I am pleased to provide you with a legislative update from the General Assembly, as well as some pertinent community information.
When the General Assembly adjourned March 11, it had passed a balanced biennium budget, considered 2,352 bills, of which it passed 889, and appointed judges. On April 20, it met for its annual re-convene session to consider Governor McAuliffe’s vetoes and amendments to legislation. The Governor said that he vetoed legislation which prevented the growth of the state’s New Economy and the ability to bring new businesses and jobs to Virginia. The General Assembly did not override any of the Governor’s 32 vetoes and accepted many of his amendments to legislation. A full summary of those vetoes and amendments are available at this link. Highlights of passed legislation concerning areas such as education, business, courts, health, housing, and transportation are available here.
On April 22, Governor McAuliffe issued an historic Grant Order to restore the civil rights, including the right to vote, to more than 200,000 Virginians, who are former felons and who have completed the terms of their sentences. “Virginians who have served their time and reentered society should do so as full citizens of our Commonwealth and country,” said the Governor.“Too often in both our distant and recent history, politicians have used their authority to restrict peoples’ ability to participate in our democracy. Today we are reversing that disturbing trend and restoring the rights of more than 200,000 of our fellow Virginians who work, raise families and pay taxes in every corner of our Commonwealth.”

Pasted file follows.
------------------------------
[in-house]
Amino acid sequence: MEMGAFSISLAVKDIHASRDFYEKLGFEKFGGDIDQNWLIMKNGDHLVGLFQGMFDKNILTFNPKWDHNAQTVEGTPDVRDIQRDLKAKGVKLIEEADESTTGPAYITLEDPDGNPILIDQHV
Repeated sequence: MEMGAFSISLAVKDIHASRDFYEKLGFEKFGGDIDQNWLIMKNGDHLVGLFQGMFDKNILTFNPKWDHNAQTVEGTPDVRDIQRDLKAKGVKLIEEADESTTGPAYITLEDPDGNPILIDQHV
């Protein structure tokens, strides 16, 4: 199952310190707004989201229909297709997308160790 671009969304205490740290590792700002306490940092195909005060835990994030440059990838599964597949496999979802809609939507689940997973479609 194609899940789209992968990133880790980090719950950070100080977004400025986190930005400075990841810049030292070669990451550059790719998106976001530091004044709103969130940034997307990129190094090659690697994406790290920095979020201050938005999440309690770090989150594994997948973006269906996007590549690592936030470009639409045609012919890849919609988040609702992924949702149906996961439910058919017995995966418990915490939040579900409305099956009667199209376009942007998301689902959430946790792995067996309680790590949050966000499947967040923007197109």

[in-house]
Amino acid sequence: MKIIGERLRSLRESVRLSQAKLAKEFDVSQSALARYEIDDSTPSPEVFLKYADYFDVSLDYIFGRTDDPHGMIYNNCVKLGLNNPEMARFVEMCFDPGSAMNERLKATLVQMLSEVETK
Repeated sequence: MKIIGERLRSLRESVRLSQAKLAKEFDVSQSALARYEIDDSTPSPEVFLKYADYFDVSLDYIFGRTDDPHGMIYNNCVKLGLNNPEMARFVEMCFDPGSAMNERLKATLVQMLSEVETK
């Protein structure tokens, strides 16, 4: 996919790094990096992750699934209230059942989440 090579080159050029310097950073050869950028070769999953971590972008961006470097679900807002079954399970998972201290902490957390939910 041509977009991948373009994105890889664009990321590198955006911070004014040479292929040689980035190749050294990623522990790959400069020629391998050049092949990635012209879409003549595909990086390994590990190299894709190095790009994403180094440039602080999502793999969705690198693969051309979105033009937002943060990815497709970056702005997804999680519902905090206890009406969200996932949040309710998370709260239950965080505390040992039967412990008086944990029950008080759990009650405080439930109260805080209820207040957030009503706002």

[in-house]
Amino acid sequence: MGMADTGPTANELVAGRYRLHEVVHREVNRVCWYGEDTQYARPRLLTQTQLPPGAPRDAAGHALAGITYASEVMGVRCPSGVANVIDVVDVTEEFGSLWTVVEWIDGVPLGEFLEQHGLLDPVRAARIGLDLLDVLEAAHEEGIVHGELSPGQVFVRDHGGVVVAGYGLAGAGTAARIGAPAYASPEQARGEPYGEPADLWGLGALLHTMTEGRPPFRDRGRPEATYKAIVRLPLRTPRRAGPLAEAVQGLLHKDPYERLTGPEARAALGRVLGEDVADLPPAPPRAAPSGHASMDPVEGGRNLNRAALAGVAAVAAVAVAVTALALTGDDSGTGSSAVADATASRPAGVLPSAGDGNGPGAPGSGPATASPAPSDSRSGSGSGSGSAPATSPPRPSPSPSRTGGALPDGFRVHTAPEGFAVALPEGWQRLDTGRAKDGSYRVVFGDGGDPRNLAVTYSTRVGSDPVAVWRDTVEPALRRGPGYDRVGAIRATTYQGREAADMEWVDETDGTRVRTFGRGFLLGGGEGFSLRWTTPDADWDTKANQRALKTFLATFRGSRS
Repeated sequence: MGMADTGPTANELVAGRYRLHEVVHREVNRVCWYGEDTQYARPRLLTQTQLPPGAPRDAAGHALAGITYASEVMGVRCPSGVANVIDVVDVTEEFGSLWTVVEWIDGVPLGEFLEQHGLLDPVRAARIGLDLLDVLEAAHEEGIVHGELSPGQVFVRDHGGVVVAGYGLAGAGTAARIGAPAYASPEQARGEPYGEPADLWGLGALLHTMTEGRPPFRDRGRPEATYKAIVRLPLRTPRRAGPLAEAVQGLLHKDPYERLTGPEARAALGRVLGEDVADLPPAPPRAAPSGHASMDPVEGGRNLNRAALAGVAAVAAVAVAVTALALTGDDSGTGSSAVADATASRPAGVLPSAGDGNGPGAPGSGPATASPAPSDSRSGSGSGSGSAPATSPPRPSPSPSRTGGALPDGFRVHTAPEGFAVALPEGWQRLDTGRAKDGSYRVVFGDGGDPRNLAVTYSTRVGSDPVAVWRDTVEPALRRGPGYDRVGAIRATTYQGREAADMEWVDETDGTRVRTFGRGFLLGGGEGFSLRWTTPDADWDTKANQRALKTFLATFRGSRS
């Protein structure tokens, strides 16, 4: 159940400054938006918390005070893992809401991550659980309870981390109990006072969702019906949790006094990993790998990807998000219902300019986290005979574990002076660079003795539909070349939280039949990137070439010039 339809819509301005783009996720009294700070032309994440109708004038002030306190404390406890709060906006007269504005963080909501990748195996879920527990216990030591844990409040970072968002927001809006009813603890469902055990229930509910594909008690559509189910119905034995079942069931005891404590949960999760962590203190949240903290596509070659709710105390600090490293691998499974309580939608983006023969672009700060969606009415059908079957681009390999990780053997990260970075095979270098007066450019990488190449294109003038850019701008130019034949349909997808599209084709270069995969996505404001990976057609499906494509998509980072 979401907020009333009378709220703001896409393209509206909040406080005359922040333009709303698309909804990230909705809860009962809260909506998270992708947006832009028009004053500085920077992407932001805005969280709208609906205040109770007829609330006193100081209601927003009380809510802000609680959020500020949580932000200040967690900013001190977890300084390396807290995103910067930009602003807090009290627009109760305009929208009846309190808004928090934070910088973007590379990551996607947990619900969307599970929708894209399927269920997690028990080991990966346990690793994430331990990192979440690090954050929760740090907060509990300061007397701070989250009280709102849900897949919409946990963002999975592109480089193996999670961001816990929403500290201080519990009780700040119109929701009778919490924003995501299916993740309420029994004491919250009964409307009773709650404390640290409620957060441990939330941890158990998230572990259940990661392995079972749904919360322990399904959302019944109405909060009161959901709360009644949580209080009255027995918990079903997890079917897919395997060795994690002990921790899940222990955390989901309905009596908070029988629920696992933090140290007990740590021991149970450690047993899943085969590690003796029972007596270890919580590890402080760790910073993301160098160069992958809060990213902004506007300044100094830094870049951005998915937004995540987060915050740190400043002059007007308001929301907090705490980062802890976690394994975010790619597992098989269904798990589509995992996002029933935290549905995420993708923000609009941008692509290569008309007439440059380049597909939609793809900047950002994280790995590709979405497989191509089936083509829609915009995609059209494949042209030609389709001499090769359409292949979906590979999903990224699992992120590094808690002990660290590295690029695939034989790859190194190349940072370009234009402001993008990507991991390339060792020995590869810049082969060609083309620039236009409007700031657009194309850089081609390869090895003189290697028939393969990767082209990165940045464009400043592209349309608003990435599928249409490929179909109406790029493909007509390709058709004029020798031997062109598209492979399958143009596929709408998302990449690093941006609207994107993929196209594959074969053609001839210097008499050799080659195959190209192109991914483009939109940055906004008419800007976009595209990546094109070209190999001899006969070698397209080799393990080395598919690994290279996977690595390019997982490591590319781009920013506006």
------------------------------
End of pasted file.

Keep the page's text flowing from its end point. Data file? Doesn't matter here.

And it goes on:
The Constitution of Virginia gives the Governor the sole authority to restore civil rights to citizens. Those with restored rights are now eligible to vote. Members of our community who wish to check if their rights have been restored under this order can do so by clicking this link and entering the required information. If an error message is received, please call (804) 786-2441 and provide your information.
At our recent meeting of the Appropriations Committee May 16, Finance Secretary Ric Brown reported a recent shortfall in expected state revenues. If this trend continues, projected spending may need to be revised; adjustments in the passed budget may be necessary to accommodate the re-forecasted revenues.
The budget contained significant increases in K-12 and higher education, including a 2% increase in 2017 for elementary and secondary education teachers and support staff. Money from the state lottery fund is directed to local school divisions, which they can use with limited state involvement on initiatives or projects important locally. The funding increase amounts to approximately $36.6 million in 2017 and $157 million in 2018.